Part of my involvement was to assess the suitability of certain regions for expansion of existing properties and facilities to encompass substantial growth. Many of the varieties grown in the region are native (and unpronounceable) with few plantings of the more favored classical varieties like Cabernet etc. I developed a product that utilizes all types of grapes as well as helping to deplete the ‘oceans’ of poor quality brandy they produced. The wine was, in fact a mistella, or simply put, fortified grape juice. Very similar to Broken Earth’s Vin de Vie. The development included a day at the Spice Markets in Istanbul to investigate which, if any, spices may be helpful. The project was completed but the incoming government was fundamentalist and created many roadblocks. It seems they wanted media attention without actually doing too much.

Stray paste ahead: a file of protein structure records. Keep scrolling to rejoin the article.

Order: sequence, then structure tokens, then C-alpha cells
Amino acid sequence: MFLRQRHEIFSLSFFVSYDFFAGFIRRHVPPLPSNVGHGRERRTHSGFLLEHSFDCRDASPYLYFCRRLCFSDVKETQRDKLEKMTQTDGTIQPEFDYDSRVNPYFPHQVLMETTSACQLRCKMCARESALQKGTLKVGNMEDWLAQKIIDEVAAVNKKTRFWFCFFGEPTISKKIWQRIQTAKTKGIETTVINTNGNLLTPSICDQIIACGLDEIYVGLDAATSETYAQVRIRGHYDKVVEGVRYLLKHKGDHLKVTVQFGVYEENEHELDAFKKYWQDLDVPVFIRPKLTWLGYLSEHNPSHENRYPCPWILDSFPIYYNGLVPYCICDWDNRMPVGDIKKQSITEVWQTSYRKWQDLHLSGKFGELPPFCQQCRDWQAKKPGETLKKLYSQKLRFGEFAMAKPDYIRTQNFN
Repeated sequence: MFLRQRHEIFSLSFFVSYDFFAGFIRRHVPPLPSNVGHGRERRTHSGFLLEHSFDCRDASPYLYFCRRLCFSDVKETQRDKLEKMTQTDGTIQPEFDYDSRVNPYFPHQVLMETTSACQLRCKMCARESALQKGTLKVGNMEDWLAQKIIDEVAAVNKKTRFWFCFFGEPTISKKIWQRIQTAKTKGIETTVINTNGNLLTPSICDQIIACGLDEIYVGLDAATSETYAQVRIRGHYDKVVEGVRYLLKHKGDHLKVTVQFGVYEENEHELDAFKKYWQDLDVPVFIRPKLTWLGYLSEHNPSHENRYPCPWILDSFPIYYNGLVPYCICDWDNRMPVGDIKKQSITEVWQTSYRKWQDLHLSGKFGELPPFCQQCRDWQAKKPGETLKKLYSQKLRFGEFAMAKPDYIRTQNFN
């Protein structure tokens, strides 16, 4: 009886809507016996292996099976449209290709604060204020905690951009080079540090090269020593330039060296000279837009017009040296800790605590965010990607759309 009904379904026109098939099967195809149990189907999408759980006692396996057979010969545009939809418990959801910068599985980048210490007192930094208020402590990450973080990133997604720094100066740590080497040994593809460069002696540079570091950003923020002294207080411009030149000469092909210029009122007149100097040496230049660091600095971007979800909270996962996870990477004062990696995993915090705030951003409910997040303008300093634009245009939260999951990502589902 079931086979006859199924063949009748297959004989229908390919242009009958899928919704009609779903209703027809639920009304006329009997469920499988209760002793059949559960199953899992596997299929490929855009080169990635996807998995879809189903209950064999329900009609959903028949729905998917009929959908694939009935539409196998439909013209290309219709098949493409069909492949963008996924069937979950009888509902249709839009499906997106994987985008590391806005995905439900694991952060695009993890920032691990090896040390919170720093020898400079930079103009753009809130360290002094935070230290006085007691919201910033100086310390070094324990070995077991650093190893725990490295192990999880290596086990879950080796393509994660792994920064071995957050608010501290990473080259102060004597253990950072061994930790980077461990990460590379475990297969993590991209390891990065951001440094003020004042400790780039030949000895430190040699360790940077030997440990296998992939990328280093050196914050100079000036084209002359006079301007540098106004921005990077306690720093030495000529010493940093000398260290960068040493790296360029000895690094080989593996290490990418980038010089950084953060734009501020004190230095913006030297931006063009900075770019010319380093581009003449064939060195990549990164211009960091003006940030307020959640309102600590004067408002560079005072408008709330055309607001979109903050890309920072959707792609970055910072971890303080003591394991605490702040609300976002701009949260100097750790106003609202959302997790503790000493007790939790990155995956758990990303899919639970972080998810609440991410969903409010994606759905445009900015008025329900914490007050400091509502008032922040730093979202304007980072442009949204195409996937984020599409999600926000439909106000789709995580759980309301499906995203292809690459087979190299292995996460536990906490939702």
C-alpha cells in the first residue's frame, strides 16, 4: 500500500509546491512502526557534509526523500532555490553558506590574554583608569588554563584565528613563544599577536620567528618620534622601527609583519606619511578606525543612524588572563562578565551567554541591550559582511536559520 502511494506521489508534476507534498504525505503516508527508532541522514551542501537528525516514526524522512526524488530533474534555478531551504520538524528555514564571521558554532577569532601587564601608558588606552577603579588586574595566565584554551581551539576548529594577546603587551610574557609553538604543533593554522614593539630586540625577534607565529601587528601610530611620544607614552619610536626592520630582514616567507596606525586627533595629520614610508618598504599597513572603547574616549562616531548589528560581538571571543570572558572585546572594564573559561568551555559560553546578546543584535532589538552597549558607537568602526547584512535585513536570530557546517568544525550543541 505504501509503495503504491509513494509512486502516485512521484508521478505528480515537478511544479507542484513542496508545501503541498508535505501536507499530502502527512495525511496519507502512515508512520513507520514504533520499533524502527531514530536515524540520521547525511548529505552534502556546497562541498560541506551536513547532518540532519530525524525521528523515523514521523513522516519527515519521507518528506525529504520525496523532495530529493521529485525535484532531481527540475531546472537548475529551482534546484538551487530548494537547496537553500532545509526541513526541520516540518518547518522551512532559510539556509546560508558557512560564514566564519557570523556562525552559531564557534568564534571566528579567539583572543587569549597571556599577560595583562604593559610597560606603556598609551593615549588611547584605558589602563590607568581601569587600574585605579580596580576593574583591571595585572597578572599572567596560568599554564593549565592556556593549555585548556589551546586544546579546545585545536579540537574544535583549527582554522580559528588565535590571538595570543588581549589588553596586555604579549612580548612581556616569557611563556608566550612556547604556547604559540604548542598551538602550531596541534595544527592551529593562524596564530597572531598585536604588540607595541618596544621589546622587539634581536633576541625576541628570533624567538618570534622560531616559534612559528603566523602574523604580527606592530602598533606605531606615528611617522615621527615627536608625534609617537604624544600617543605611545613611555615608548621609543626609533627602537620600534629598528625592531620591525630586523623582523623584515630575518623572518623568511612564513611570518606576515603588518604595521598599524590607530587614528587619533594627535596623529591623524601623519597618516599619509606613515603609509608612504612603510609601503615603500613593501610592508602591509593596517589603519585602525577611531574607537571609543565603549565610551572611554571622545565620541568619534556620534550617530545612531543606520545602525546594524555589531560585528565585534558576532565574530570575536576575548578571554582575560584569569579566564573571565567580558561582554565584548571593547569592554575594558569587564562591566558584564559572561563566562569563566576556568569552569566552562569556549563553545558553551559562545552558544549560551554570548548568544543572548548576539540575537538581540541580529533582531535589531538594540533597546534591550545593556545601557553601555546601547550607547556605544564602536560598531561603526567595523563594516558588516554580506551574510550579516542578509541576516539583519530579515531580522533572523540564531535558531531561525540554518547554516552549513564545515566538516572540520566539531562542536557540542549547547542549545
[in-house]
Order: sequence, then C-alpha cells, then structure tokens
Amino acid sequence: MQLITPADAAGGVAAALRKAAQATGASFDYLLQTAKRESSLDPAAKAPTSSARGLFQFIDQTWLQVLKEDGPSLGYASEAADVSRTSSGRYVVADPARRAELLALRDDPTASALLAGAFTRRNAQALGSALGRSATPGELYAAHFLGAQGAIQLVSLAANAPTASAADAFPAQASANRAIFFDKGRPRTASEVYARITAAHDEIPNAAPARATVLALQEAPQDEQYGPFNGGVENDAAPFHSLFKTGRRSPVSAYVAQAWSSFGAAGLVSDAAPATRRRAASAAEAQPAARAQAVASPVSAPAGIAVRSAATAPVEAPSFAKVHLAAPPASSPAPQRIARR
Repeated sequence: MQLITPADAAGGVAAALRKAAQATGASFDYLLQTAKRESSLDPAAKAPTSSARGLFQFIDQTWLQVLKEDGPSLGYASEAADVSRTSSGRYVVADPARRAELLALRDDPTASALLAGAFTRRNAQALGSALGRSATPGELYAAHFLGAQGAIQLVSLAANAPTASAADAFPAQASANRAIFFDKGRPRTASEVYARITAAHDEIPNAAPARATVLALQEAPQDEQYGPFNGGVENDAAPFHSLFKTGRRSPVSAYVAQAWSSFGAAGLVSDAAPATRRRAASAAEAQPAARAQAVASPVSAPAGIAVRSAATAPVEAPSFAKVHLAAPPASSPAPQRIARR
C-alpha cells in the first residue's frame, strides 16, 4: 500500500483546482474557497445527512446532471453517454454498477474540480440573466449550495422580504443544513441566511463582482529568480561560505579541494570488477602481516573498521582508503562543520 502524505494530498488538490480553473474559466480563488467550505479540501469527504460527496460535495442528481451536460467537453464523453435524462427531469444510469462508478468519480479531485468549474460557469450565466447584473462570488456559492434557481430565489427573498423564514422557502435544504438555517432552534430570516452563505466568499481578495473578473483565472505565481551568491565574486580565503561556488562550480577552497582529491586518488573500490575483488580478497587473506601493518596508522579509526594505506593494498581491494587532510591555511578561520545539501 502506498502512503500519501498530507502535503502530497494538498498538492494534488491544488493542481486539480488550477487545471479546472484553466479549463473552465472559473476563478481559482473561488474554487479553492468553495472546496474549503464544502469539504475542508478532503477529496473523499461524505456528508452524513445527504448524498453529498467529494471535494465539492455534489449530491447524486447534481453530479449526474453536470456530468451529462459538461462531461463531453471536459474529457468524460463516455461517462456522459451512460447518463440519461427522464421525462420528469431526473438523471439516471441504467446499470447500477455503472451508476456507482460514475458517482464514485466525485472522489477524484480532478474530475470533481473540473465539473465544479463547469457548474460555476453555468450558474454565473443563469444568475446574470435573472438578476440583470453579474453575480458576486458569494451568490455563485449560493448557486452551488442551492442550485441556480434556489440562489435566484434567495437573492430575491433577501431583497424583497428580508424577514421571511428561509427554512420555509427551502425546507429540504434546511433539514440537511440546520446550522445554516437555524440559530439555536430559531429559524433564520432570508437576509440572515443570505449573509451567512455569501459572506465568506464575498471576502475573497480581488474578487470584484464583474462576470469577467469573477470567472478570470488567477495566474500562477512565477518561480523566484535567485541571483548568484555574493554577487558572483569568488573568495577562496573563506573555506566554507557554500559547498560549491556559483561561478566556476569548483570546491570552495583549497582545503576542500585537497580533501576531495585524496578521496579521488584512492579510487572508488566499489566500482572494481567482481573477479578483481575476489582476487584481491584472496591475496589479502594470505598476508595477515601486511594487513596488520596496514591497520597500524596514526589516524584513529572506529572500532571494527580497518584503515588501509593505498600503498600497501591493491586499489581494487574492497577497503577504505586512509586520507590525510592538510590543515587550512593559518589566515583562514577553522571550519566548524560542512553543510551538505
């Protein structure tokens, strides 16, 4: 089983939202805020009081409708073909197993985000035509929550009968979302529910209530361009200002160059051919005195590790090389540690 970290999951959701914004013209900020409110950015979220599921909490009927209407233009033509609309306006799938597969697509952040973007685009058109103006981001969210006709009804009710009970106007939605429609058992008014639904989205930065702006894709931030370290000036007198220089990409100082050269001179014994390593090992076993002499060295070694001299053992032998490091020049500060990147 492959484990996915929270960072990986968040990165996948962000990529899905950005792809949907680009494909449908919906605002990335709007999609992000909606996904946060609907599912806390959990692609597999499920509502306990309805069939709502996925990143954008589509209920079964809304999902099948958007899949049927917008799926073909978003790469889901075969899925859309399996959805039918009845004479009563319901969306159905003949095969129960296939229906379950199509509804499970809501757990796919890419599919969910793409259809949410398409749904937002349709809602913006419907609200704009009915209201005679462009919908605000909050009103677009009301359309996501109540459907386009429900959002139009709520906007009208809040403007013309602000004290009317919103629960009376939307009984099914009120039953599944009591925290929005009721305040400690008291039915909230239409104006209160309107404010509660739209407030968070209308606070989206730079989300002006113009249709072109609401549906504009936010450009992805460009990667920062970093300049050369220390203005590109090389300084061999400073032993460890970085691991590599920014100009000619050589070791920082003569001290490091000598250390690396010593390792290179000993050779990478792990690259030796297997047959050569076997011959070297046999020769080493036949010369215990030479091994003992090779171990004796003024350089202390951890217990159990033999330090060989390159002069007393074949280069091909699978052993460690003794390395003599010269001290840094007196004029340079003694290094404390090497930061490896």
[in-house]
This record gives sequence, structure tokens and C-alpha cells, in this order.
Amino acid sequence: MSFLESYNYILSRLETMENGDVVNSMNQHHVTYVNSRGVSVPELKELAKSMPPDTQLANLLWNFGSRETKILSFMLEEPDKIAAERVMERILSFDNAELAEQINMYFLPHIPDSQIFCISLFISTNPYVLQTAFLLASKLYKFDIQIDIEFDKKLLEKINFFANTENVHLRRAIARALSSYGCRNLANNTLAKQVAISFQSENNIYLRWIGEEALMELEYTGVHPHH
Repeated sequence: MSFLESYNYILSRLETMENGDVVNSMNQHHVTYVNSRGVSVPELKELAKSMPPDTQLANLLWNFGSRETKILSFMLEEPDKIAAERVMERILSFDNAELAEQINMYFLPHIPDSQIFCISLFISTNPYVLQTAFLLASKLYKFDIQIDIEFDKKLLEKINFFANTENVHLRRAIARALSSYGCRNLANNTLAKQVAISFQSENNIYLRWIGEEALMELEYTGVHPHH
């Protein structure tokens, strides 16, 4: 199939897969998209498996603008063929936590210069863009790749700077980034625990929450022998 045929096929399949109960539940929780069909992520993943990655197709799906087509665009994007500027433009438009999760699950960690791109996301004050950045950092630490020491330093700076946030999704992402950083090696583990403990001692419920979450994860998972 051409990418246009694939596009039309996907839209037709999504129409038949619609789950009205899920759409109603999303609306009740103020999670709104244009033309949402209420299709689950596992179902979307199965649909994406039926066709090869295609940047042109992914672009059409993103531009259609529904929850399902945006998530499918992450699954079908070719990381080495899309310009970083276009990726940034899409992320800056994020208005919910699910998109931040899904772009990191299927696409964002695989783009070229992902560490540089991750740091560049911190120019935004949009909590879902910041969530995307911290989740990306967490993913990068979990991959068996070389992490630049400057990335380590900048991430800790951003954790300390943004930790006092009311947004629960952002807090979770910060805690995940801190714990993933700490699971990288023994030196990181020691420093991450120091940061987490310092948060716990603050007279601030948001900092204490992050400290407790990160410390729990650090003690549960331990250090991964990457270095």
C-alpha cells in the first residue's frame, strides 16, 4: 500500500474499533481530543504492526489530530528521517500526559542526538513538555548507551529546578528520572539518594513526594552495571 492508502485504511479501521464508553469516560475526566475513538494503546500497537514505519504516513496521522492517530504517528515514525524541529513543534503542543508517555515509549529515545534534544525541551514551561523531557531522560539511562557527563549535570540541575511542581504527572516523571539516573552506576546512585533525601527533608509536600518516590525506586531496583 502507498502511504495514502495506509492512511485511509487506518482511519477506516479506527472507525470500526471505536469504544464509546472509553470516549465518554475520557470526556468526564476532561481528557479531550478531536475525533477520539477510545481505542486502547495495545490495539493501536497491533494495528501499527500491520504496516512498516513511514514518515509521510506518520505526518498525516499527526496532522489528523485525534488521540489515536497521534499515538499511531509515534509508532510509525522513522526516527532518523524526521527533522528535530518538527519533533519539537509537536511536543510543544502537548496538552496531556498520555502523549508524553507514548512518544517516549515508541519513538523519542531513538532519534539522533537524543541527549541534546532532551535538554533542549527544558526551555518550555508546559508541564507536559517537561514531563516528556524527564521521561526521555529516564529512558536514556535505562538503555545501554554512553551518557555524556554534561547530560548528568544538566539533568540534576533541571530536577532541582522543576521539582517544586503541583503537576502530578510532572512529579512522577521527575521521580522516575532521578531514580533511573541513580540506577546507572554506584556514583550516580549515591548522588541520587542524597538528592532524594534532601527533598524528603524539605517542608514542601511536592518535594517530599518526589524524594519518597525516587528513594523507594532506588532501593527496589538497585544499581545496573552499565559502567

In order to address the media requirements, and sorry for taking so long to get to the real story but I felt the background was important. Many may remember the movie Gallipoli (with Mel Gibson, who, by the way, was born in NY State) which deputed the assault by the allied forces to prevent Germany from gaining control of the Dardanelles which provided access through the Bosphorus. The assault occurred on April 25th, 1915 and has become one of the defining events for some of the countries involved (Australia, New Zealand and Turkey). Australia and New Zealand’s forces (known as ANZACs) battled Turkey but, in time have become close allies and the camaraderie that exists between the nations is extraordinary. Every year, now named ANZAC Day, the three countries celebrate with the main event occurring at the site of the conflict. I came up with the idea to launch a wine on the 95th anniversary celebrations in 2005. The wine was a 2004 Semillon Sauvignon Blanc blend and what made it so extraordinary was that it was a blend of three wines I had made. Semillon from the Hunter Valley in Australia, Sauvignon Blanc from Marlborough in New Zealand and Semillon and Sauvignon Blanc from the Gallipoli Peninsula in Turkey. It was a logistical nightmare but one of the most satisfying events of my professional life. My grandfather participated in the original conflict in 1915 and my visits to the battlefield were very emotional. The wine was called “Pax Mey”. Pax is latin for peace and Mey is ancient Turkish for wine. Other highlights of my Turkey adventures included the design and planting of a vineyard at the foot of the battlements of the ancient city of Troy…but that’s a story for another day 🙂